By Mike Kane
A federal appeals court opinion this week that upholds the American Quarter Horse Association’s ban on registering cloned horses strengthens Thoroughbred racing’s already strict breeding guidelines, James Gagliano, the president and chief operating officer of The Jockey Club, said.
While Quarter Horses and Standardbreds may be bred using artificial insemination, The Jockey Club rules only permit foals to be registered that are the result of the natural coupling of a stallion mounting a broodmare.
“We’re very pleased with the result and we want to congratulate our friends at the American Quarter Horse Association for their excellent defense,” Gagliano said Friday. “It was the right decision and it was a just decision.”
The Jockey Club has not had any requests to allow for the cloning of Thoroughbreds, Gagliano said, but that TJC officials pay close attention to matters affecting other breed registries. The Jockey Club maintains the stud book for Thoroughbreds foaled in the U.S., Canada and Puerto Rico.
“For us, nothing in this ruling indicates that our rules need to be examined for changed,” Gagliano said. “A foal resulting from cloning is not and will not be eligible for registration with The Jockey Club. This ruling is very supportive.”
In a 2012 lawsuit, Texas Quarter Horse breeders Jason Abraham and Gregg Veneklasen said the AQHA violated federal and state antitrust statutes because it prohibits cloned horses from being listed in its stud book. A Lubbock, Texas jury found in their favor in July 2013, but did not award the $6 million in damages they sought.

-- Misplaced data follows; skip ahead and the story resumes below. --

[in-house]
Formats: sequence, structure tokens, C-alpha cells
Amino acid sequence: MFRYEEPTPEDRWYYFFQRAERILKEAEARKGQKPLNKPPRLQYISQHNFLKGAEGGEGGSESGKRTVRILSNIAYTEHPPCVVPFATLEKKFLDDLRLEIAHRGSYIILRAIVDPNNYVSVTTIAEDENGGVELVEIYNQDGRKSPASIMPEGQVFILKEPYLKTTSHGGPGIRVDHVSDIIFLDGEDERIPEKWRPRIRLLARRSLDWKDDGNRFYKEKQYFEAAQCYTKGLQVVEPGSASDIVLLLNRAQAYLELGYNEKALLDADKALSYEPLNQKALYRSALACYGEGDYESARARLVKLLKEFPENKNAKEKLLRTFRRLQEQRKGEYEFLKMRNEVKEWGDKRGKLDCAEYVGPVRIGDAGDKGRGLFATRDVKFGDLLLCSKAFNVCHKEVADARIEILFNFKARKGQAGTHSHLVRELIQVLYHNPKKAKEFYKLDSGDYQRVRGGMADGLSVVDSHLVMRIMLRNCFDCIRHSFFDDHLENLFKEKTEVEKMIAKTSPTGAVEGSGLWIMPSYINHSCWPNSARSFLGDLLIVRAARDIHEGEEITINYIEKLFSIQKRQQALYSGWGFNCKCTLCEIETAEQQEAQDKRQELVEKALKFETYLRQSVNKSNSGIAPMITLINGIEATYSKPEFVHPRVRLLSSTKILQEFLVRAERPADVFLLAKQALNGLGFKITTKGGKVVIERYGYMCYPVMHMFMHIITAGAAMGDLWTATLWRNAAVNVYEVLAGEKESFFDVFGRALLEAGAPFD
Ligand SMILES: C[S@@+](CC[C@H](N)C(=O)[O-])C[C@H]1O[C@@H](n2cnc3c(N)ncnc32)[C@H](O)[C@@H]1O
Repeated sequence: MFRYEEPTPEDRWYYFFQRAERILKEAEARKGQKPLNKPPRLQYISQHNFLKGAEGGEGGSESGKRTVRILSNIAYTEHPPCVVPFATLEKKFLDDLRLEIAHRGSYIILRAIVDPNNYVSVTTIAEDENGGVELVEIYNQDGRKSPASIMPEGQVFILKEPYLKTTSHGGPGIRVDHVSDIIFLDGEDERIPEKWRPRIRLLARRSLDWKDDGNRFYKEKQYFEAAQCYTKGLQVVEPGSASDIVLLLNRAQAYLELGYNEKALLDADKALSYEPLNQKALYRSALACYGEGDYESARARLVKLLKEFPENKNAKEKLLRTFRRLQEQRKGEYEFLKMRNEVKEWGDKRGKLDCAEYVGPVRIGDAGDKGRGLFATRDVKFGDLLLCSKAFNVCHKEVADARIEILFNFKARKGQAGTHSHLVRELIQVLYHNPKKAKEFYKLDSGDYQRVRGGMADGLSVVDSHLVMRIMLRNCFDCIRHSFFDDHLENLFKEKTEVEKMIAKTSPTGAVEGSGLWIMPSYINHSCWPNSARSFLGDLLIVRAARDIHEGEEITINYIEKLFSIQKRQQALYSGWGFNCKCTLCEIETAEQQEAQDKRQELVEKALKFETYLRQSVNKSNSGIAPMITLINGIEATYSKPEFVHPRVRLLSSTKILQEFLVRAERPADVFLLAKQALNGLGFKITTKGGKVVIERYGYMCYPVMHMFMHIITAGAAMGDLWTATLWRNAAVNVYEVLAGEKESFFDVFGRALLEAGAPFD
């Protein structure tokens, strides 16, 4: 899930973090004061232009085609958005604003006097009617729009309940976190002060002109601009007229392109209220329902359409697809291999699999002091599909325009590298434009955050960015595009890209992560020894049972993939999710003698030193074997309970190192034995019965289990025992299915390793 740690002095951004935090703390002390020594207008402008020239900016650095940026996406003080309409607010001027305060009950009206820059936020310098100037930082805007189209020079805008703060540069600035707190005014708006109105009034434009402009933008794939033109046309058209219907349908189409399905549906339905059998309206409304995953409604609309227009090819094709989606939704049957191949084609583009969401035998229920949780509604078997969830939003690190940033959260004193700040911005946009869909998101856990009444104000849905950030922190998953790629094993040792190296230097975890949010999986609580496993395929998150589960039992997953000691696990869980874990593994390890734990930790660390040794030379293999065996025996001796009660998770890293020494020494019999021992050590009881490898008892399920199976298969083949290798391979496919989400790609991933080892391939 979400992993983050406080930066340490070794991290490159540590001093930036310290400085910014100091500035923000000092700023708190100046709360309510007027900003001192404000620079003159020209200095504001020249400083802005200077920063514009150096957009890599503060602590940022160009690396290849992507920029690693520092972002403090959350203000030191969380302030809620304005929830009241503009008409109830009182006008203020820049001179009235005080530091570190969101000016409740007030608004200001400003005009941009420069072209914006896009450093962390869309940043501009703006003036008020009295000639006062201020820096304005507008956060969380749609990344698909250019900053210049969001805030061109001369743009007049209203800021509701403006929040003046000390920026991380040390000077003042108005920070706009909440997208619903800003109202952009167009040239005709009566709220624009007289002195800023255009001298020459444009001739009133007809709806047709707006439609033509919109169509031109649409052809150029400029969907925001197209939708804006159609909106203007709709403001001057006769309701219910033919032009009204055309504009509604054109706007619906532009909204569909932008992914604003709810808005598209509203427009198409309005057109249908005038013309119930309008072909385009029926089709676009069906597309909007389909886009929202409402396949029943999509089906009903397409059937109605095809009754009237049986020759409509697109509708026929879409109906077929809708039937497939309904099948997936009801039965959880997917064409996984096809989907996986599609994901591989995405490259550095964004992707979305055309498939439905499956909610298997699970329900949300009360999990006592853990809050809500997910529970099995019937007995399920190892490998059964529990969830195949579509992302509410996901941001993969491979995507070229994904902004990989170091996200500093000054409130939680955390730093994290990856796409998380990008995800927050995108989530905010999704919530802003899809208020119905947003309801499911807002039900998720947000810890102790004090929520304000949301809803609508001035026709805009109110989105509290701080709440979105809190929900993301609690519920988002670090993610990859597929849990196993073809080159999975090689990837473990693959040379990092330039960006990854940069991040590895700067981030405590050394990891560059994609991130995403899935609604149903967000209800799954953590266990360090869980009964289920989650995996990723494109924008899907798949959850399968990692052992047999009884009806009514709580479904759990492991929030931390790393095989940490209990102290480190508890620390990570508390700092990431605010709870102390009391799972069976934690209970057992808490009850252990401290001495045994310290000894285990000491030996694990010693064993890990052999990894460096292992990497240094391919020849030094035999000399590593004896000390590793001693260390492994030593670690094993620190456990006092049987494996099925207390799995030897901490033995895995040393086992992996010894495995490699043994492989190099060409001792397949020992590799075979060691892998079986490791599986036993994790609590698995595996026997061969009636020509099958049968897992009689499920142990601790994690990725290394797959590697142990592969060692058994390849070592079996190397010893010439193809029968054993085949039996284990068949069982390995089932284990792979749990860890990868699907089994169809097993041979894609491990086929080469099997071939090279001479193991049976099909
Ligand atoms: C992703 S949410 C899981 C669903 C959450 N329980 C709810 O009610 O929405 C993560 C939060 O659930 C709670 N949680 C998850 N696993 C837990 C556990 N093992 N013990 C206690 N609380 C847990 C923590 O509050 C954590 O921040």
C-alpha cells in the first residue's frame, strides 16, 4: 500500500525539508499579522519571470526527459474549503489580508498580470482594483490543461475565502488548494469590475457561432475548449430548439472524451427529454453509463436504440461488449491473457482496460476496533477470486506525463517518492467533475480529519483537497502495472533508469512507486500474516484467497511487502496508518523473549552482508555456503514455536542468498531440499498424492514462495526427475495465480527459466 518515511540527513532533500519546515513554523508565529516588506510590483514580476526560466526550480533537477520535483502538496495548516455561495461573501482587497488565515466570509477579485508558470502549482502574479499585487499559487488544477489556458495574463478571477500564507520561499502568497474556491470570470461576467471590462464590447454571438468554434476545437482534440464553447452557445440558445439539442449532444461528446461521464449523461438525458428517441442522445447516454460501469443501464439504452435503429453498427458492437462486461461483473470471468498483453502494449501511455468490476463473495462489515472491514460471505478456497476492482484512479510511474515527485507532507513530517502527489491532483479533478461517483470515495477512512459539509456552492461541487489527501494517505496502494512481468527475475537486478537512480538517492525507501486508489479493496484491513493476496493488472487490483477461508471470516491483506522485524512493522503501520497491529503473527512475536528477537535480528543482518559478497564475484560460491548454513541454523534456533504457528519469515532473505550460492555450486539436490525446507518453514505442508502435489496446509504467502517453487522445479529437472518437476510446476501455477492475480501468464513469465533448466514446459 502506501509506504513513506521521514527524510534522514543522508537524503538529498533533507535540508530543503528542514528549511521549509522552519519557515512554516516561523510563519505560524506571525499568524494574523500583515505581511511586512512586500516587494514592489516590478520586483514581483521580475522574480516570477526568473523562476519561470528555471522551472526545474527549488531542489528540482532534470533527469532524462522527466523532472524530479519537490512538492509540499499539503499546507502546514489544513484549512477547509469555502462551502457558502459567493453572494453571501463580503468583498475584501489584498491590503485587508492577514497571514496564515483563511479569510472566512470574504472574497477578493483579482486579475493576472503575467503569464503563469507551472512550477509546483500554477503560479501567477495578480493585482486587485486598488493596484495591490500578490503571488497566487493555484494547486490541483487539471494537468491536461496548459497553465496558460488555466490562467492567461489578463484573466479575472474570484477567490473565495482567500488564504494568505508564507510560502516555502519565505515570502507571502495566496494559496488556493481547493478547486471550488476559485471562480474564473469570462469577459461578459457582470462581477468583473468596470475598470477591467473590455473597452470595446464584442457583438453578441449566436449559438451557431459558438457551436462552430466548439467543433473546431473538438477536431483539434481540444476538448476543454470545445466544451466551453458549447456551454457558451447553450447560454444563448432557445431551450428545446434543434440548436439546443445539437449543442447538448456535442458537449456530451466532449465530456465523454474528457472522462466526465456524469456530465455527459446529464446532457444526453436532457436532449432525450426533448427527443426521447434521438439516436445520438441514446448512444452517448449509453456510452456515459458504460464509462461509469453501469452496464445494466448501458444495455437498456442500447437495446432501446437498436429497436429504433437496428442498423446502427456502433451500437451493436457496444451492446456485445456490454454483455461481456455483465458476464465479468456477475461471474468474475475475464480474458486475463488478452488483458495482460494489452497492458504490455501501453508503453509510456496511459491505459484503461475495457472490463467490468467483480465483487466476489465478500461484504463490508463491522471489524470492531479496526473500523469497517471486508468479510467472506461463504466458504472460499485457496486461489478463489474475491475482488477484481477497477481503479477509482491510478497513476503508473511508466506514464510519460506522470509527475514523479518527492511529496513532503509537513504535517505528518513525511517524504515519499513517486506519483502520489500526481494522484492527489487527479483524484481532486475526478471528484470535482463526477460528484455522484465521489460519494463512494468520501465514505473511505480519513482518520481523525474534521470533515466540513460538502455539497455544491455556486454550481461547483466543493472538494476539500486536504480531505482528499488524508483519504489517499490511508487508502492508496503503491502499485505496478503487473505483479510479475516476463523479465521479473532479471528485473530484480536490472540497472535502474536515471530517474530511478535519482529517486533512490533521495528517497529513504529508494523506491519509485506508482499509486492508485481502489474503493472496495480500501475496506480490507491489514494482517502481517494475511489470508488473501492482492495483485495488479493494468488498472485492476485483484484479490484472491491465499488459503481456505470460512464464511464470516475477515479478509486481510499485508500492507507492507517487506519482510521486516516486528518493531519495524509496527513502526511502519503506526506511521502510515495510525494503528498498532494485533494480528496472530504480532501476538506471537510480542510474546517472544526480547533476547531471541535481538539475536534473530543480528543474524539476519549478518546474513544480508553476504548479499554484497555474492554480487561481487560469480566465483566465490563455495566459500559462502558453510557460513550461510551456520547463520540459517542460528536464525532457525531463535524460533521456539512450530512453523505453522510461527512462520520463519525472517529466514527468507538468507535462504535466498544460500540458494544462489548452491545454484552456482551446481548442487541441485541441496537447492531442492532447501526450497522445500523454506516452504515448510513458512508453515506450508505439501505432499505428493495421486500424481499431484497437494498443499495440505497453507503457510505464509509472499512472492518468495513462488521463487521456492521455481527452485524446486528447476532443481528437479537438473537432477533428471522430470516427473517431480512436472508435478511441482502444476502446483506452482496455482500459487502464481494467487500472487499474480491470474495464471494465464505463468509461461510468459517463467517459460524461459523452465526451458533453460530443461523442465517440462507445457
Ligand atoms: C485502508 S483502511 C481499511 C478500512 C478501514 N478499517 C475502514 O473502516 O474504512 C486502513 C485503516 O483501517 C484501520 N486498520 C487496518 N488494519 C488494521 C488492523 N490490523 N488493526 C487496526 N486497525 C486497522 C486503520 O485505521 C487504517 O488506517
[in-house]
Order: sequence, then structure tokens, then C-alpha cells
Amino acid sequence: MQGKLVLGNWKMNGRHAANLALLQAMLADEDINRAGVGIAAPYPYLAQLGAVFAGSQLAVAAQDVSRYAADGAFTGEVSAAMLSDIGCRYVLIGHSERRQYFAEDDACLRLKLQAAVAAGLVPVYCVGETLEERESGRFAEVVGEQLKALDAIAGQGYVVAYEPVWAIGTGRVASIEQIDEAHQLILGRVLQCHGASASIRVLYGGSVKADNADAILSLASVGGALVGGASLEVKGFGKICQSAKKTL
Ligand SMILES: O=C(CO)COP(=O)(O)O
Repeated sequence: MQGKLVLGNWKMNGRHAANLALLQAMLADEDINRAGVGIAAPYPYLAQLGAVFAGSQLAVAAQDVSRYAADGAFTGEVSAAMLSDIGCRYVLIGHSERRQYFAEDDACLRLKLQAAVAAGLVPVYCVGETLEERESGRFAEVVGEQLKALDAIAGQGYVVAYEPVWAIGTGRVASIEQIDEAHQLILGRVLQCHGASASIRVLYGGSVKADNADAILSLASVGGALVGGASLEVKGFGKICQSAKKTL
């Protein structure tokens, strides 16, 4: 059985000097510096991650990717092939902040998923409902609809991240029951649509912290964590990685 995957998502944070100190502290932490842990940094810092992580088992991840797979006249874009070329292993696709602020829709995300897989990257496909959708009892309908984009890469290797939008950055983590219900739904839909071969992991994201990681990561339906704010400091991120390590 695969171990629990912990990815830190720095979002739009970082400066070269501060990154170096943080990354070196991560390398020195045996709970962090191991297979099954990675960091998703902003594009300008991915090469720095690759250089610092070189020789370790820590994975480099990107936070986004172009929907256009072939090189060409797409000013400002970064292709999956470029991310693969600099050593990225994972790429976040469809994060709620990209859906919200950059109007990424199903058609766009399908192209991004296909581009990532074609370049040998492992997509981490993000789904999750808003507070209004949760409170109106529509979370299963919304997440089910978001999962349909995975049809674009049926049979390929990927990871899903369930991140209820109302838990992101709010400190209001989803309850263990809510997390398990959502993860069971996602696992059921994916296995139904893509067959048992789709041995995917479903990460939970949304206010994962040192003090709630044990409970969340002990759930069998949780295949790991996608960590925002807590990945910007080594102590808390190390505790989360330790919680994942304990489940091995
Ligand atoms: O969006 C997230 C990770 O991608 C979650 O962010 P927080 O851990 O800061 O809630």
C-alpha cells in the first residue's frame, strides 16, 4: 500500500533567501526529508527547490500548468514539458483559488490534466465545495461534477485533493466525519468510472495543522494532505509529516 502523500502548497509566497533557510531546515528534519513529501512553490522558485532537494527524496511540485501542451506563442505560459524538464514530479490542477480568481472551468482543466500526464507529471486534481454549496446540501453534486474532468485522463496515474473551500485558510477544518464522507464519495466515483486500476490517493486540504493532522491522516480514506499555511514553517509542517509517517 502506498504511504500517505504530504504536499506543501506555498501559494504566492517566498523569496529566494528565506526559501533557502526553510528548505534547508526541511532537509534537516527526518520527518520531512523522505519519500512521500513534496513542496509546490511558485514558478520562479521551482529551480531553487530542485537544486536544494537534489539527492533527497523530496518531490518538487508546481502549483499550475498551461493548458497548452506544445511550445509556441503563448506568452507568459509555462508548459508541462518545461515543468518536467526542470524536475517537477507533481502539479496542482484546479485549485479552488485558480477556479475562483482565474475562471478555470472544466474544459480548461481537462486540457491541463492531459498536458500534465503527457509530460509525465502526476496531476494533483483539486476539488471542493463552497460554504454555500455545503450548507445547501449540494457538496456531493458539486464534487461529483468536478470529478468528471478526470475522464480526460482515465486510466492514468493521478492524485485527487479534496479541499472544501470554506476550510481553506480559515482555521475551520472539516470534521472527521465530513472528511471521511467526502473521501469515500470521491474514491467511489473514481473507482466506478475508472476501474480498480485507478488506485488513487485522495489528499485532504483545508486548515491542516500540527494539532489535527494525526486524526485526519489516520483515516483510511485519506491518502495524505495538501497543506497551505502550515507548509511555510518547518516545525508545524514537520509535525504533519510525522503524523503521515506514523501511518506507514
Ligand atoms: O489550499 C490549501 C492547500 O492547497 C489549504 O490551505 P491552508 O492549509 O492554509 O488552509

On Tuesday, the United States Court of Appeals for the Fifth Circuit overturned the jury’s decision, saying that the plaintiffs had failed to prove that a conspiracy to restrain trade existed, which is an essential element of anti-trust challenges.
Cloning has been an issue in the Quarter Horse industry for more than a decade. The AQHA membership in 2004 passed a rule that prohibits the registration of clones. In 2008 it began facing requests from Abraham and Veneklasen to change that stance. When the AQHA decided not to amend its policy, Abraham and Veneklasen took the case to court.
Among the arguments against permitting the registration of clones is that cloning further limits the gene pool, lessens the need for stallions and does not further the breed by producing copies of the same horses.
“We always knew our case was sound,” said AQHA Executive Vice President Don Treadway said in a statement released by the organization after the appeals court relaeased its ruling. “Obviously, this decision lifts a huge burden from the shoulders of our association, and we are relieved to finally have a judgment in our favor.”